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The Magic of Iceland in September

03-06-2024

Iceland in September

    September is when we start saying goodbye to summer here in Iceland. Like a good fruit, this is the month you ensure you squeeze out every drop of that delicious juice that’s left. Visiting Iceland in September is truly synonymous with the saying “Carpe Diem!”

    Not only does September allow us to relish in the summer season one last time, but it also doesn’t have many of the drawbacks. If you’ve always wanted to visit the island but could never decide when would be the best time to go or have a very tight budget, then September might just be the month for you. Read on to find out why and how to prepare for your visit.

    The Weather in Iceland in September

    It comes as no surprise that the first question we usually get asked about a trip to a country called Iceland is about what the weather is like. Here’s a detailed breakdown of what to expect:

    How Cold is it in Iceland in September?

    The temperature in Iceland in September ranges between 6 and 11 degrees Celsius, sticking to an average of about 8 degrees. When visiting our capital city, you might experience one of the biggest illusions here on the island: that Reykjavik is somehow warmer than on its outskirts.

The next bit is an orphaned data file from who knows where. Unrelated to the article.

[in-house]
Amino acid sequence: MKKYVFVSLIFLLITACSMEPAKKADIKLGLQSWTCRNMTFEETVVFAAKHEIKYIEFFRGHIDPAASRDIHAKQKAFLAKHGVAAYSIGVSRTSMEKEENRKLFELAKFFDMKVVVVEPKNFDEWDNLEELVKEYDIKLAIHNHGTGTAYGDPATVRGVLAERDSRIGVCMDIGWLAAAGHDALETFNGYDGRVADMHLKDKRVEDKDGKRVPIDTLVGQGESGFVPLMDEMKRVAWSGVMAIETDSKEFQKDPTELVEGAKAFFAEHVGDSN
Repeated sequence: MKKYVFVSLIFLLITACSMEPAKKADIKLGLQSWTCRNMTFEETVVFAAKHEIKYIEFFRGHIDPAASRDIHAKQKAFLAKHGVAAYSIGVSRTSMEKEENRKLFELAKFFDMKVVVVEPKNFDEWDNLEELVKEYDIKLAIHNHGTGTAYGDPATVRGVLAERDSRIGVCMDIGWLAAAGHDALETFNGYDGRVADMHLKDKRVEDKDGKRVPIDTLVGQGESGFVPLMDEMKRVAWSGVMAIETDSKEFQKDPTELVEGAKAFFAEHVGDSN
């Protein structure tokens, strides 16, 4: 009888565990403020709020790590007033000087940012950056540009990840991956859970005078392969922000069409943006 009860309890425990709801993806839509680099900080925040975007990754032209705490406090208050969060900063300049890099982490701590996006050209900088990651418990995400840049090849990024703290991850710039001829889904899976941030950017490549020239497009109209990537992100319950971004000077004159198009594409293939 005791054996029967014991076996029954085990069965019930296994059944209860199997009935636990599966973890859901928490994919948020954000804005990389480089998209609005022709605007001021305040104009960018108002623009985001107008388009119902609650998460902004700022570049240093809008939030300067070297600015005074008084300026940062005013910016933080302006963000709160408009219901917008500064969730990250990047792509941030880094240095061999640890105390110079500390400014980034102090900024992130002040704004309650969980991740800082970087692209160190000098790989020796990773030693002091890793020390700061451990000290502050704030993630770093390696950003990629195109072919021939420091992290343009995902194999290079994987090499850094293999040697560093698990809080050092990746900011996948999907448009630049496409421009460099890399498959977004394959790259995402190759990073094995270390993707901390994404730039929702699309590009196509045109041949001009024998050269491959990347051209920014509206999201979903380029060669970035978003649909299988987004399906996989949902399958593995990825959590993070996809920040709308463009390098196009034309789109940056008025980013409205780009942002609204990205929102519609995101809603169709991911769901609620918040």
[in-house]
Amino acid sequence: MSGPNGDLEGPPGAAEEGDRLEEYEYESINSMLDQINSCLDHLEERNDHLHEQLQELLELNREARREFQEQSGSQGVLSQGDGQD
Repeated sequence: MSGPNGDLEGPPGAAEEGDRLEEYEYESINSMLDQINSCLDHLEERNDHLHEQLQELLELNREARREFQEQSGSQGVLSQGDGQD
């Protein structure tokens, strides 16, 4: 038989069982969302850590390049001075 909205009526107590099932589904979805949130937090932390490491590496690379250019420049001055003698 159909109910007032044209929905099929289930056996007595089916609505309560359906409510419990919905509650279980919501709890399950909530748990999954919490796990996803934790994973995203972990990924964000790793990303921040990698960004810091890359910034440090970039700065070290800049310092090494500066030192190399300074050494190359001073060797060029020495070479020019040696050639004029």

In reality, there is no difference in the weather of the rest of the island compared to Reykjavik’s weather in September. It’s merely the buildings of the city that create sheltering against some of the weather elements like the wind, making the city feel slightly warmer than what lies beyond its borders.

    Iceland weather in september

    How Much Does It Rain in Iceland in September?

    Rainfall would’ve started to increase by the time you visit the island in September. But you’re still looking at just about 70 mm of rainfall throughout the month.

    Does it Snow in Iceland in September?

    No. With temperatures still far above the 0-degree mark, you can rest assured that there will be no snowfall during your trip to Iceland in September, not even sleet.

    What are the Legendary Icelandic Winds Like in September?

    The Icelandic winds are still pretty mild during September. When one considers that wind speeds reach more than 35 kilometers an hour mid-winter, the 17 kilometers an hour average you need to deal with in September seems like nothing.

    How Many Daylight Hours are There in Iceland in September?

    At 13 hours a day, Iceland’s daylight hours in September start showing signs of the inevitable decrease towards the winter season, but it is still significant enough to ensure a jam-packed trip itinerary.